Around 50,000 people undergo fertility treatment in the UK every year. Trying to have a baby through in vitro fertilisation (IVF) can be an arduous and expensive business.
Each round of IVF treatment costs upwards of £3,000. Couples can find that they, and not the NHS, are footing the bill, depending on where they live.
The success of fertility treatments is significantly affected by conditions under which fertilised embryos are grown in the lab before being implanted. Success rates for each round of IVF are only about 23%.
The most common methods used by fertility clinics have not changed much in 40 years. Embryos are cultured in open plastic petri dishes, overlaid with a mineral oil that is potentially toxic for embryo development and can adversely affect IVF outcomes.
About the project
A Grow MedTech project, supported through Research England’s Connecting Capability Fund, is working to improve couples’ chances.
‘Microfluidic embryo culture as a device to improve the efficiency of infertility treatments in humans’ is one of many projects that show the potential of engineering to provide solutions to clinical problems.
As part of the project, engineers are coming together with embryology experts, clinicians, patients and the manufacturing industry.
Led by Professor Helen Picton, head of the Reproduction and Early Development Research Group at the University of Leeds, the team is developing a device for use in IVF that provides safe, enclosed and precisely regulated micro-environments. These more closely resemble an embryo’s natural growing conditions within the body.
Project lead Dr Virginia Pensabene, a fellow of the School of Electronic and Electrical Engineering at the University of Leeds, explained:
There are many different steps involved in IVF, and we are focused on a specific one – the culture of the embryo once it is fertilised, but before it goes into the womb.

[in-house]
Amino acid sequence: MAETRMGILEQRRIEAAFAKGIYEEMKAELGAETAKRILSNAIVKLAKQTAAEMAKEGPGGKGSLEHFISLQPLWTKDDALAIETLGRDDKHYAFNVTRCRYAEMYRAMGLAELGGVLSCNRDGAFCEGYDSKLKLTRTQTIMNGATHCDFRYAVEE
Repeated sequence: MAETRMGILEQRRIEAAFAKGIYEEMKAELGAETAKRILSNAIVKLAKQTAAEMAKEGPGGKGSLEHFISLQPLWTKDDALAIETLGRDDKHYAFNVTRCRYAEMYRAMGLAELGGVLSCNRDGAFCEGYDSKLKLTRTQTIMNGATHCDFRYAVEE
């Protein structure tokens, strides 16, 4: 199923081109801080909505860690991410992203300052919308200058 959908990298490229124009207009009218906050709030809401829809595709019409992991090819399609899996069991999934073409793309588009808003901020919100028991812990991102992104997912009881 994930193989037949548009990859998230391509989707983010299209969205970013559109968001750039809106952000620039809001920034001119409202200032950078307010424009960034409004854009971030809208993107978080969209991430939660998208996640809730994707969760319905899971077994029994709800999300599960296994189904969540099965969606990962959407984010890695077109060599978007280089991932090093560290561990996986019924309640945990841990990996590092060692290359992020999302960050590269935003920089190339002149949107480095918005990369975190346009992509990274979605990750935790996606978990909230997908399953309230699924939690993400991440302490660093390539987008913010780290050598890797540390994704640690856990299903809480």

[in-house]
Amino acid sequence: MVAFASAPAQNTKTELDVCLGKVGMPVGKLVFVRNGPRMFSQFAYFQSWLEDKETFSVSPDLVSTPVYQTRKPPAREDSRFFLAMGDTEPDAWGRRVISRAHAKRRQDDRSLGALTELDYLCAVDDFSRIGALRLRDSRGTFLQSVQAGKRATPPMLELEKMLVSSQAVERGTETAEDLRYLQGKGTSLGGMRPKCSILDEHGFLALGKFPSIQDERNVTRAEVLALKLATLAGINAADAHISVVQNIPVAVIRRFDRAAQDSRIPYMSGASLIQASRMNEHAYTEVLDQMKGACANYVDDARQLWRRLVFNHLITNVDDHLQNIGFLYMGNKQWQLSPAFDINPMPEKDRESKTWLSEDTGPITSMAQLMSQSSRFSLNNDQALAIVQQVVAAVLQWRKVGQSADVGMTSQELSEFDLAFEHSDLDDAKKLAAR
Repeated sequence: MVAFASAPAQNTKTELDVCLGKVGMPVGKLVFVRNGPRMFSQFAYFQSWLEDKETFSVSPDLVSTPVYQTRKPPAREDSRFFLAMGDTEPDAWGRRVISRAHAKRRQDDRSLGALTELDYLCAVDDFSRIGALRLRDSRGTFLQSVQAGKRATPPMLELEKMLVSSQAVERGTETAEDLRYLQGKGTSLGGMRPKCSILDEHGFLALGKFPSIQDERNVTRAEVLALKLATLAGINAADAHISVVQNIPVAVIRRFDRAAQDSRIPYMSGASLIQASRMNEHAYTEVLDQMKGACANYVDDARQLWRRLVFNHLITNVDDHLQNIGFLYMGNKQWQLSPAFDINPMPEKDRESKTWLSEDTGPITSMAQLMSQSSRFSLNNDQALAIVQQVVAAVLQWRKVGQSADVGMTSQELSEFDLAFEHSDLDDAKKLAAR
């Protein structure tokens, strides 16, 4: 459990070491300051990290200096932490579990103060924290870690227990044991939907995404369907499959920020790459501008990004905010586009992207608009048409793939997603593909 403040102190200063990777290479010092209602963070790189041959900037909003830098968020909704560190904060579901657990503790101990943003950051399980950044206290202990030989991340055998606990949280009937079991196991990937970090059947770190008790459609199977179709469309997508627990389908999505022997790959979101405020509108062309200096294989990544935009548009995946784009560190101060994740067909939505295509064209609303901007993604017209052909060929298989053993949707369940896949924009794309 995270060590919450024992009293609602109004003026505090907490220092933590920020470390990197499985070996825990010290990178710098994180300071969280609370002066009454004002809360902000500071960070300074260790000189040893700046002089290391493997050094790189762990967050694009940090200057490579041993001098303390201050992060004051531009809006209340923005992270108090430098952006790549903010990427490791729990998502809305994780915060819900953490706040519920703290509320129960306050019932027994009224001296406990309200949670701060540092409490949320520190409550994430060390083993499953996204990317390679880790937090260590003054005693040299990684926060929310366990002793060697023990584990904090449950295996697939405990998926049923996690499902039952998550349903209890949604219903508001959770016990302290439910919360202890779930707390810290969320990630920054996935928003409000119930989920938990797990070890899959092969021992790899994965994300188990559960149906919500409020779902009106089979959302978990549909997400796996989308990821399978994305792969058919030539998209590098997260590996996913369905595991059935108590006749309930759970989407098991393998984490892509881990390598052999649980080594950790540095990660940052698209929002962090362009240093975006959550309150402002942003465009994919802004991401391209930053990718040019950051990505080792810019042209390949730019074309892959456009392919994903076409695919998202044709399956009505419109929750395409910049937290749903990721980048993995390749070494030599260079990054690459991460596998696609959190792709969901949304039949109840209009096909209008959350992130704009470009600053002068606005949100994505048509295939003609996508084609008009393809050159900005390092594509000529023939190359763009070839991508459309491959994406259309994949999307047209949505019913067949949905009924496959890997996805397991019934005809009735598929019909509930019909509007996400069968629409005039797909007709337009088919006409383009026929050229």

Our new device is an enclosed chamber that replicates the narrow channels and movement within the fallopian tubes, with micro-fluids passing through it, providing the nutrients that the embryo would get in the body. It also makes it easier to handle the delicate embryos without damaging them.
Impacts of the project
One year of proof of concept funding has enabled the project team to assess the safety of different materials used in the devices. They’ve then gone on to validate the most promising, testing them out on cow embryos, which are a similar size to human embryos.
The funding is also helping the team to carry out market analysis and develop a manufacturing plan. With patents now granted and funding from the National Centre for the Replacement Refinement and Reduction of Animals in Research (NC3Rs) in place, they aimed to launch the device for animal breeding in 2021.
By the end of 2022, once manufacturing and material safety have been fully tested, Grow MedTech hopes to make them available to fertility clinics for human IVF.
Many other factors remain which can influence IVF success rates including patient age, the initial cause of infertility, and egg and sperm health. Virginia’s team estimates that by using the new device, each round of IVF has at least a 10% better chance of resulting in a successful pregnancy.
That means significantly less emotional trauma for prospective parents, and greatly reduced costs for the NHS and for couples themselves.
Top image: Grow MedTech IVF project lead Dr Virginia Pensabene. Credit: University of Leeds.